Lungs - Anatomy & Physiology

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©RVC 2008
©RVC 2008

The lungs are the site for gaseous exchange, and are situated within the thoracic cavity. They occupy approximately 5% of the body volume in mammals when relaxed, and their elastic nature allows them to expand and contract with the processes of inspiration and expiration.

The lungs, along with the larynx and trachea, develop from a ventral respiratory tract. After separation from the developing oesophagus, two lung buds develop, which undergo divisions as they grow, forming the beginnings of the bronchial tree. This process is not completed at the time of parturition.


The left and right lungs lie within their pleural sac and are only attached by their roots, to the mediastinum, so they are fairly free within the thoracic cavity. The right lung is always larger than the left, due to the positioning of the heart. The apex of the lungs is their cranial point.

In most species, the lungs are divided into lobes by the bronchial tree:

Left Lung - Cranial and Caudal lobes.

Right Lung - Cranial, Caudal, Middle and Accessory lobes. The cranial lobe is further divided by an external fissure.

The bulk of the lung consists of bronchi, blood vessels and connective tissue. The terminal bronchioles have alveoli scattered along their length, and are continued by alveolar ducts, alveolar sacs and finally alveoli.

Alveolar Ducts

These have alveoli which open on all of its sides, they have no 'walls' as such. Openings to individual alveoli are guarded by smooth muscle.

Alveolar Sacs

These are rotunda-like areas on the end of each alveolar ducts which are usually present in clusters.


Alveoli are minute, polygonal chambers, whose diameter changes with the processes of inspiration and expiration, and varies by species. The wall of the alveoli is extremely thin, consisting of 2 irregular layers of epithelial sheets, 'sandwiching' a network of capillaries. Thus the Blood-Gas Barrier at the thinnest portions is a tripartite structure consisting of the pulmonary capillary endothelium, a common basal lamina and the alveolar epithelium- ideal for gaseous exchange. The alveolar interstitium is formed from connective tissue fibres and cells, which include collagen fibrils and elastin fibres.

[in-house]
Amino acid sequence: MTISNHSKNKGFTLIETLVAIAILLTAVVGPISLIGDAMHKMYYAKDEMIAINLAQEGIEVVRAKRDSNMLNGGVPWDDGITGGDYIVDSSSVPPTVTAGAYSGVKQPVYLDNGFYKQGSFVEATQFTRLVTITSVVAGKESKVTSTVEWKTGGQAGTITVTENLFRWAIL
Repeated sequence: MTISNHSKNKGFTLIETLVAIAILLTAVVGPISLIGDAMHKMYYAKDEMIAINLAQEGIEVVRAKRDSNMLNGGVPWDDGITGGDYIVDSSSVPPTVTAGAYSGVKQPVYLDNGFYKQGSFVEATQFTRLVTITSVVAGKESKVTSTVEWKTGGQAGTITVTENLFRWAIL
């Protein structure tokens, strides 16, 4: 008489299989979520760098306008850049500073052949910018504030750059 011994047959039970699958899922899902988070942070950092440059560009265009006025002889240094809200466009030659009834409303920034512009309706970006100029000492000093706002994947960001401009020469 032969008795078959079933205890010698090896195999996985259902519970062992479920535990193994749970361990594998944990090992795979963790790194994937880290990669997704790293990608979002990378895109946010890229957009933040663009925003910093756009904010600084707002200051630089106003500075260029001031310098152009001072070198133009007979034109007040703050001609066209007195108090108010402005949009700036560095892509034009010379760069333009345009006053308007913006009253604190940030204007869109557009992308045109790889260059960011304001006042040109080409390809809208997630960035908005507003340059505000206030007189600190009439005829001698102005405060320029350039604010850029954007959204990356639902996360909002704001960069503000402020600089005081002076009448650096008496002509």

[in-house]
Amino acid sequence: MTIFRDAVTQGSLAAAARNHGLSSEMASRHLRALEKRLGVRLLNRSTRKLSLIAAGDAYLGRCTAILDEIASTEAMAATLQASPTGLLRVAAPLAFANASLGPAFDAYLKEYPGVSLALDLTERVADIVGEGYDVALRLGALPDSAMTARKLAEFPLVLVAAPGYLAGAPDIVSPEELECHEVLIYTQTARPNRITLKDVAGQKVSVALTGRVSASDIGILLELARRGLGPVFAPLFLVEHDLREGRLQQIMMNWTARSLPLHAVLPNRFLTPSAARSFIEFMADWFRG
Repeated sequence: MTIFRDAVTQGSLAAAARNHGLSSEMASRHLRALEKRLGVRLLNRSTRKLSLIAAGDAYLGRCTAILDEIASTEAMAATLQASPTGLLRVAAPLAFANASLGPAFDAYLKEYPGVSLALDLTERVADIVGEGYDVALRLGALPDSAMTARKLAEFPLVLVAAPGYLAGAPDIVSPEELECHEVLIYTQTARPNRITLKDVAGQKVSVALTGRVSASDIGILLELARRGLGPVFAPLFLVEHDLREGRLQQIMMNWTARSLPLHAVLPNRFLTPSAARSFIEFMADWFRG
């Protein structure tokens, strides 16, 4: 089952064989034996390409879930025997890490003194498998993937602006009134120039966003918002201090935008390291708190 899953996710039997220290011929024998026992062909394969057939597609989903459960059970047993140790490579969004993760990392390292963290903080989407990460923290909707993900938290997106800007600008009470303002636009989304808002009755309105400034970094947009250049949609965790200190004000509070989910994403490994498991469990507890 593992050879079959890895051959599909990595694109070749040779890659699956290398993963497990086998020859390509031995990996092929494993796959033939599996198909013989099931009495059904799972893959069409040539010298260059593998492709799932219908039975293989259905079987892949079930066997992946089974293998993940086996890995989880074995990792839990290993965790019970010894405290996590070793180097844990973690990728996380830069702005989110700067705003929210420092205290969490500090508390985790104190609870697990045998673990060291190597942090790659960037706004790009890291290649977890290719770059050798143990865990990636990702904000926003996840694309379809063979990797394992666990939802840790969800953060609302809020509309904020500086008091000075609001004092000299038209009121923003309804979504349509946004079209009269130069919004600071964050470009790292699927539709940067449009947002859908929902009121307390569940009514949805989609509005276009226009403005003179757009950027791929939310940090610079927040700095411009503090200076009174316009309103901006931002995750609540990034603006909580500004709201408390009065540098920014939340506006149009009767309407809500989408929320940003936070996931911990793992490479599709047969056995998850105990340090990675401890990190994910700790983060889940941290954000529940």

The main function of the lungs is gas exchange.


The pulmonary arteries follow the bronchi, while the pulmonary veins sometimes run separately. Bronchial arteries from the aorta supply the bronchi, and bronchial veins may drain this blood to the right atrium via the azygous vein. More often the blood from the bronchi drains directly to the left atrium.


Nervous supply to the lung is via the pulmonary plexus within the mediastinum. The pulmonary plexus consists of sympathetic fibres largely from the stellate ganglion, and parasympathetic fibres from the vagus nerve.


Lymph drains to the tracheobronchial and mediastinal lymph nodes.


Pneumocytes are a type of epithelial cells that lines the alveoli.

  • the Type I pneumocytes are simple squamous with a flattened central nucleus that protrudes into the alveolar lume
  • the Type II pneumocytes are round to pyramidal-shaped cells that are found among the type I pneumocytes. The type II pneumocytes have a larger centrally placed nucleus with a prominent nucleolus and a slightly vacuolated, foamy, basophilic cytoplasm. The nucleus of these cells also has a nucleolus.

Species Differences

The lungs of the horse show almost no lobation, and the right lung of the horse lacks a middle lobe. In comparison to this, the lungs of ruminants and pigs are obviously lobed. The fissures between the lobes (interlobar fissures) are deeper in the dog and cat lung compared to other species. Avian respiration has many fundamental differences to mammalian respiration. The respiratory systems of non-homeotherms are also very different to that of mammals.


Click here for more information on pathology of the lungs.

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Dyce, K.M., Sack, W.O. and Wensing, C.J.G. (2002) Textbook of Veterinary Anatomy. 3rd ed. Philadelphia: Saunders.